Sen. Kamala Harris painted a vision of America that celebrated diversity in her historic Democratic National Convention speech. The senator from California, who made history when selected as Biden’s running mate last week, spoke live from Wilmington, Delaware, on Wednesday.
(The major political event was held virtually due to the coronavirus pandemic.) Harris said she was “committed to the values” that her mother, an immigrant from India, had taught her.
“She raised us to be proud, strong Black women,” Harris said of her mother, Shyamala Gopalan Harris, who died of cancer in 2009. “And she raised us to know and be proud of our Indian heritage.”
Harris then spoke of a “vision passed on through generations of Americans — one that Joe Biden shares. … A vision of our nation as a beloved community, where all are welcome, no matter what we look like, where we come from or who we love.”
Harris also criticized President Donald Trump — who has a long, ongoing history of racism — saying that Americans “must elect a president who will bring something different, something better…. A president who will bring all of us together — Black, white, Latino, Asian, Indigenous — to achieve the future we collectively want.”
Harris, 55, is the second Black woman ever to serve in the U.S. Senate and is the first Black and first Asian American nominee for vice president by a major political party. If elected, she will also become the first female vice president in U.S. history.
A short video that played before Harris’ remarks Wednesday featured several Black women speaking about the senator, one of them describing Harris as “someone who can fight for Black people, brown people, undocumented people, LGBT people, disabled people.” It included a clip from an interview in which Harris said, “The litmus test for America is how we are treating Black women.”
Before Biden tapped her for the ticket, Harris was one of his rivals in the Democratic primary race last year. In one of the most powerful moments in the Democratic debates, Harris called out Biden for his collaboration with segregationist lawmakers early in his Senate career and for his opposition to busing to integrate schools. Harris said she herself was bused to school as a young student in Oakland, California.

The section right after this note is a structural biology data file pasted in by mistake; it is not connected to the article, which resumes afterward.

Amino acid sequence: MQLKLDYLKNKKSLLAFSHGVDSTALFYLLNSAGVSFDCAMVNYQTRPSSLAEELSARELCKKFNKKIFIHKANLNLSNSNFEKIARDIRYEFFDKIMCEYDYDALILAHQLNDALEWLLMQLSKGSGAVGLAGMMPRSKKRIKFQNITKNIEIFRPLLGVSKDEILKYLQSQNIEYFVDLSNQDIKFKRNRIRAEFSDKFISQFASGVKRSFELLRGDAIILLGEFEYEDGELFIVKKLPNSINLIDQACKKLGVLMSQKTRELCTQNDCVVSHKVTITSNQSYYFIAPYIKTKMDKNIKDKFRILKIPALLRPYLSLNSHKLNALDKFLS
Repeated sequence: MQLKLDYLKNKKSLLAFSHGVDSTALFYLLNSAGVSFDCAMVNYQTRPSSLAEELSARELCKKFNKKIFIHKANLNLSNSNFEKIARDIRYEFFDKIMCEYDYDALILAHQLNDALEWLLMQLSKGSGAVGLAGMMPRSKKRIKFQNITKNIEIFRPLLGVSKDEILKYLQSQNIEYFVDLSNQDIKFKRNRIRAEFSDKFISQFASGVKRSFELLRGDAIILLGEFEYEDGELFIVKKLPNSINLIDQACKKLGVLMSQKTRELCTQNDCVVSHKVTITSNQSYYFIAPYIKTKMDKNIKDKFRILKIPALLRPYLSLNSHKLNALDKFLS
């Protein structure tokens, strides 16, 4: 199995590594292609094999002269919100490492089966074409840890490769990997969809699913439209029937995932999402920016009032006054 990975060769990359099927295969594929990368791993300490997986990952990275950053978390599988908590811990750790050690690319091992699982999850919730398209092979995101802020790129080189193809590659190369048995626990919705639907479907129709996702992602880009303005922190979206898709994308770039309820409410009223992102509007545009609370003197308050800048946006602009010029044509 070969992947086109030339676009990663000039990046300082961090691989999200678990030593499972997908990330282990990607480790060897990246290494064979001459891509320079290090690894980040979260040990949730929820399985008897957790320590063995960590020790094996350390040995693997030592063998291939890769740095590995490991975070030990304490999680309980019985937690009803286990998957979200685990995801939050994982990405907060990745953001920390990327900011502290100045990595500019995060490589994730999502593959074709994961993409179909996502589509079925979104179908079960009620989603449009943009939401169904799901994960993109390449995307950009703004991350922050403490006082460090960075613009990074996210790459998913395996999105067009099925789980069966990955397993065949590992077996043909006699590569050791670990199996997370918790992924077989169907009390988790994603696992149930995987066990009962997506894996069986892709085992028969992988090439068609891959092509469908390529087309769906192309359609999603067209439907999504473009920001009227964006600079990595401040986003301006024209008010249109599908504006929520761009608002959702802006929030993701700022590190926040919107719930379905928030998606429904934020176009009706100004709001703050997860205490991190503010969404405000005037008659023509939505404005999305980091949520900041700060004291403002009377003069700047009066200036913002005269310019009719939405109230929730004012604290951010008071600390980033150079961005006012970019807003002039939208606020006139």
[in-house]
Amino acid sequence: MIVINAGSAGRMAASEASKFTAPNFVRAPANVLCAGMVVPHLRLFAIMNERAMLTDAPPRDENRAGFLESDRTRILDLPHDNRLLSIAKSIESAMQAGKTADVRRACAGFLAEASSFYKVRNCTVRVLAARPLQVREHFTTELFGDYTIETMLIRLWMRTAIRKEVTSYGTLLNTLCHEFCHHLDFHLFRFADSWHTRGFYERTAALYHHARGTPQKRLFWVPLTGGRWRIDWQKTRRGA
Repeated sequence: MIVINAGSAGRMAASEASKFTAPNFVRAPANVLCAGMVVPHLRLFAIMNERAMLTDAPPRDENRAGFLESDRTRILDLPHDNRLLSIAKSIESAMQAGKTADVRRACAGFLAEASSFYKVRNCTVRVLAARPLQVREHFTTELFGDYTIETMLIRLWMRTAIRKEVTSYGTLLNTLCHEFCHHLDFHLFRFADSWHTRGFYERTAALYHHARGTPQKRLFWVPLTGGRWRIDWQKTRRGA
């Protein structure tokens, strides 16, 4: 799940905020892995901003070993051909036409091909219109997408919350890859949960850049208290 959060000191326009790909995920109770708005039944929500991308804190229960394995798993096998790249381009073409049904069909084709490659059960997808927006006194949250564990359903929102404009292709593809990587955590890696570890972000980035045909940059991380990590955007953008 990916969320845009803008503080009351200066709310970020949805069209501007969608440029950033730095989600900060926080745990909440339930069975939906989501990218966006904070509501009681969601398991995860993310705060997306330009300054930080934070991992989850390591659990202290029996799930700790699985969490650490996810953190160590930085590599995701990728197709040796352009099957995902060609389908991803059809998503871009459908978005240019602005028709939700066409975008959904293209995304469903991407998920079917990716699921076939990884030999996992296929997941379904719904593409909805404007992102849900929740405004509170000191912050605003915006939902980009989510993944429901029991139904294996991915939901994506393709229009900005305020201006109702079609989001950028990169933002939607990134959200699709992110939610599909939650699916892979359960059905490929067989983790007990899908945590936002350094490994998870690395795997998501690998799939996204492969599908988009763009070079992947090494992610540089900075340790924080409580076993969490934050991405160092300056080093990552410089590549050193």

But a few months after dropping out of the presidential race in December, Harris endorsed Biden and has since staunchly supported his candidacy.
Harris first appeared with Biden last week after she was added to the presidential ticket. Both she and Biden took aim at Trump, and Harris criticized the president’s “mismanagement of the pandemic.” “America is crying out for leadership, yet we have a president who cares more about himself than the people who elected him,” she said.
Again on Wednesday, Harris called out how “Trump’s failure of leadership has cost lives and livelihoods.” The U.S. continues to lead the world in coronavirus cases and deaths, with over 5.5 million confirmed cases and more than 172,000 dead so far. Harris noted that Black, Latino and Indigenous people are “suffering and dying disproportionately” from COVID-19.
“This is not a coincidence. It is the effect of structural racism,” Harris said.
Harris opened Wednesday’s event with brief remarks calling out voter suppression efforts, including “obstacles, misinformation and folks making it harder for us to cast our ballot.” The senator’s statements come as Trump has been spreading lies about mail-in voting being “fraudulent” and undermining the U.S. Postal Service.
Democratic lawmakers have called the U.S. postmaster general, a Trump donor, to testify about recent changes in operations that have led to mail delays. These changes have since been suspended until after the election, as outrage grew around mailed ballots possibly not arriving on time to be counted in November.
“We need to ask ourselves, why don’t they want us to vote? Why is there so much effort to silence our voices?” Harris said Wednesday, urging all Americans to create a “voting plan.” “The answer is because when we vote, things change … When we vote, we address the need for all people to be treated with dignity and respect in our country.”
Harris explicitly spelled out where she was born: at Kaiser Hospital in Oakland. It appeared to be a subtle response to racist birther conspiracies spread by right-wing pundits and echoed by Trump, suggesting she may not be eligible for the office of vice president because of her parents’ immigration status when she was born.
There is no question of Harris’s eligibility. This is notably a continuation of Trump’s history of perpetuating birther conspiracy theories about former President Barack Obama.
In Obama’s speech Wednesday night, the former president described Harris as his friend and as “someone who knows what it’s like to overcome barriers and who’s made a career fighting to help others live out their own American dream.”
Harris’s sister Maya Harris, who was chairwoman of Harris’s presidential campaign, introduced the vice presidential nominee, along with Harris’s niece Meena Harris and her stepdaughter Ella Emhoff, who called the candidate “Momala.”
“You’re showing my daughters, and so many girls around the world who look like them, what’s possible,” Meena Harris said.